Popovkin himself told Rossiyskaya gazeta:
“We decided to divide the Defense Ministry’s administrative and operational functions. A civilian channel is being created which will support the troops. A second channel will conduct combat training, all troop activities connected with the operation and use of armaments and military equipment. It’s been decided to withdraw purchases of armaments and everything else from the duties of the Chief of Rear Services and the Chief of Armaments and to appoint a responsible person who will order and purchase all this.”
This would all seem to connect in the person of Nadezhda Sinikova, whom Medvedev and Serdyukov recently appointed to head and invigorate Rosoboronpostavka. Military men will continue to make their own orders and requests, but Sinikova’s organization will deal directly with suppliers.
Here’s what President Dmitriy Medvedev said to Popovkin on 22 June:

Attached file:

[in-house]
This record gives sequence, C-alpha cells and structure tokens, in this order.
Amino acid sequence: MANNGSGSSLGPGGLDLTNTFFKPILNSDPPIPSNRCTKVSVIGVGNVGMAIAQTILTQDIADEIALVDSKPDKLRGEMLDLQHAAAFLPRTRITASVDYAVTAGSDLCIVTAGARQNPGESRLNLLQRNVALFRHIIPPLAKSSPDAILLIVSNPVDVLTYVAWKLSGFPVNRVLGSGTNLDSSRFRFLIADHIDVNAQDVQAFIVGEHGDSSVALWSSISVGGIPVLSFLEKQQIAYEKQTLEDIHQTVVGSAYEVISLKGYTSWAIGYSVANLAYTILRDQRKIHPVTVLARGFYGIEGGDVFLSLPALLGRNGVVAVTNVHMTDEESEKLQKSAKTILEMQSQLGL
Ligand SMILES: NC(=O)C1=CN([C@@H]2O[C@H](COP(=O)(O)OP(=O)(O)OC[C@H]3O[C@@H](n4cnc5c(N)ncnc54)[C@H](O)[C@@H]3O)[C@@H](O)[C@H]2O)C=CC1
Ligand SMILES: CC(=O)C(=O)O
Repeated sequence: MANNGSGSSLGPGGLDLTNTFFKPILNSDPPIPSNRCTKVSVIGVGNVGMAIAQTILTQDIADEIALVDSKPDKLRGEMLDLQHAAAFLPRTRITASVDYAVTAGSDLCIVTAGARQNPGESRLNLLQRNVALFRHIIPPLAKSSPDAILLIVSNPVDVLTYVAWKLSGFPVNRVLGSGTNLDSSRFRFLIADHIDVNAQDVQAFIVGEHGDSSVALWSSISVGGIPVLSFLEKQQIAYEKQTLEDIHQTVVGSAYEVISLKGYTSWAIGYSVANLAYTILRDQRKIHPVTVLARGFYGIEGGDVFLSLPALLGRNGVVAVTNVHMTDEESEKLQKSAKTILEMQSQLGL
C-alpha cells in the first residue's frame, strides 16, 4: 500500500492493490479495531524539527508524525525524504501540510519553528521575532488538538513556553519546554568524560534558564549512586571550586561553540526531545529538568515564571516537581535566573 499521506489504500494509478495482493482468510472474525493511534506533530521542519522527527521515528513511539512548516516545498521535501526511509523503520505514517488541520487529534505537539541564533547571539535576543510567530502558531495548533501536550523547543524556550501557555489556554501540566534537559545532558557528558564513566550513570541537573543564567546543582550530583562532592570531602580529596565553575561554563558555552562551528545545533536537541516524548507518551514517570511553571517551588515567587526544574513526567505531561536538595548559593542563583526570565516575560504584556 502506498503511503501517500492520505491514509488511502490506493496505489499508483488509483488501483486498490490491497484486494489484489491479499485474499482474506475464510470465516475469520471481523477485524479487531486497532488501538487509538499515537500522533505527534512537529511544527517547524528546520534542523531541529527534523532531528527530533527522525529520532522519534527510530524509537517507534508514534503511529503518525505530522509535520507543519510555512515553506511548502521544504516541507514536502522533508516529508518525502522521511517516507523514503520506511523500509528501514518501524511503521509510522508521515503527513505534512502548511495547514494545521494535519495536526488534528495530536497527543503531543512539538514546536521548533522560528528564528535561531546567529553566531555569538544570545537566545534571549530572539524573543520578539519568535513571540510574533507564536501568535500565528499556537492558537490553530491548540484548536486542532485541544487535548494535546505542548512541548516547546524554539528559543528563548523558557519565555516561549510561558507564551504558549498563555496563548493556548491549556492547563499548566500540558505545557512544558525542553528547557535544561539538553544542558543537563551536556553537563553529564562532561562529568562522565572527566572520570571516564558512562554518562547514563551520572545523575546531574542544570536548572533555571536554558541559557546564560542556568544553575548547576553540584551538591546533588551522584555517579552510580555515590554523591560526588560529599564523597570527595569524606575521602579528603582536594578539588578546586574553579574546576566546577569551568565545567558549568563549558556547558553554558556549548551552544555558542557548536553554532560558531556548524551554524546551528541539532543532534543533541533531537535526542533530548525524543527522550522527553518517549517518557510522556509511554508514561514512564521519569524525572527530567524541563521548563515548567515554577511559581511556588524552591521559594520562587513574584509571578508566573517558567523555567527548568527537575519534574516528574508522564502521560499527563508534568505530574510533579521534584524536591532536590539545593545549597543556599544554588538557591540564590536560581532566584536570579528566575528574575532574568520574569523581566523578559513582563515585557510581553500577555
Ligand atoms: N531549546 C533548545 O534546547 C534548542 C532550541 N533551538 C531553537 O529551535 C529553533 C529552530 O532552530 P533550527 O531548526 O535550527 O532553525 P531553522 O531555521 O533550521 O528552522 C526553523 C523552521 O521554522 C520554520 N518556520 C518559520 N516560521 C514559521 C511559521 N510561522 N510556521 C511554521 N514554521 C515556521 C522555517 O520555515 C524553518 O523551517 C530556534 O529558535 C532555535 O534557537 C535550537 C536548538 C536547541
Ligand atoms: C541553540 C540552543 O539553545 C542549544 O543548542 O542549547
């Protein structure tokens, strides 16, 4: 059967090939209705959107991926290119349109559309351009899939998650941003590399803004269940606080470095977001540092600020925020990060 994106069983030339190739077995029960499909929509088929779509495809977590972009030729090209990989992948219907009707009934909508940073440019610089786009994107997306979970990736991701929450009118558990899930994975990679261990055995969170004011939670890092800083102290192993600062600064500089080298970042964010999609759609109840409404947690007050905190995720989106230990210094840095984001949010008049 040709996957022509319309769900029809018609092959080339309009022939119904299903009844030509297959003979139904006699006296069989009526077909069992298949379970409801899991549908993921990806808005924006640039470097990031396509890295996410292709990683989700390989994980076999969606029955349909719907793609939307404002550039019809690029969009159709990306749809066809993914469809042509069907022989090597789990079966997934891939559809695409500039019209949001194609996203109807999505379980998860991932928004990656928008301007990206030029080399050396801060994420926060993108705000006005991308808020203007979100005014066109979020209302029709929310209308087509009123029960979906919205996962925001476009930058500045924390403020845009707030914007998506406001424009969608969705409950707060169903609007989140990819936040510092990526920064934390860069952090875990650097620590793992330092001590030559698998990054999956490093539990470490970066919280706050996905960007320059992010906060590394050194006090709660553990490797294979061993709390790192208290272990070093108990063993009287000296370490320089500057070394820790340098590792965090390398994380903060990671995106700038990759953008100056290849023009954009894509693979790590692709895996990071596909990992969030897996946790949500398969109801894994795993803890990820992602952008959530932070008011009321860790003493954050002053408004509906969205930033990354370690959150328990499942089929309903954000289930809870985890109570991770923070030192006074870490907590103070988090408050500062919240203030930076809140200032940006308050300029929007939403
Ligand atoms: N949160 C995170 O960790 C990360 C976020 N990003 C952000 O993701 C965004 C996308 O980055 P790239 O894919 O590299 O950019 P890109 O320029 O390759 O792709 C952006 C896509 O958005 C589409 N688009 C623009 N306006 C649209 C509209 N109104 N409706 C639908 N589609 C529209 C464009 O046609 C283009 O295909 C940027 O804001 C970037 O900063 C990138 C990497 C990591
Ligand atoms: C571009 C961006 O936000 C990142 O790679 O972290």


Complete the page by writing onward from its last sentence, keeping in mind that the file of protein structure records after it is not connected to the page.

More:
“Naturally I wish you success and hope that the sector you will coordinate, – this is, first of all, the armaments sector and military equipment and the resolution of a series of issues connected with the civilian component in the Defense Ministry, – will develop successfully, and we will be able to realize this state armaments program which we are now coordinating.”
“This is a large-scale program, complex, intense, however, at this time, it is directed at establishing on the current foundation a modern, effective armaments system for our army, to reequip, and fully supply it in the framework of those priorities on which we agreed and which must create the basis for the development of our Armed Forces in the future to 2020 and even to 2030.”
“This is a large, complex task. I hope we have forever gone away from the situation of patching holes in the Armed Forces, which was characteristic in the 1990s and the beginning of this century, and we have set out on a different basis of work.”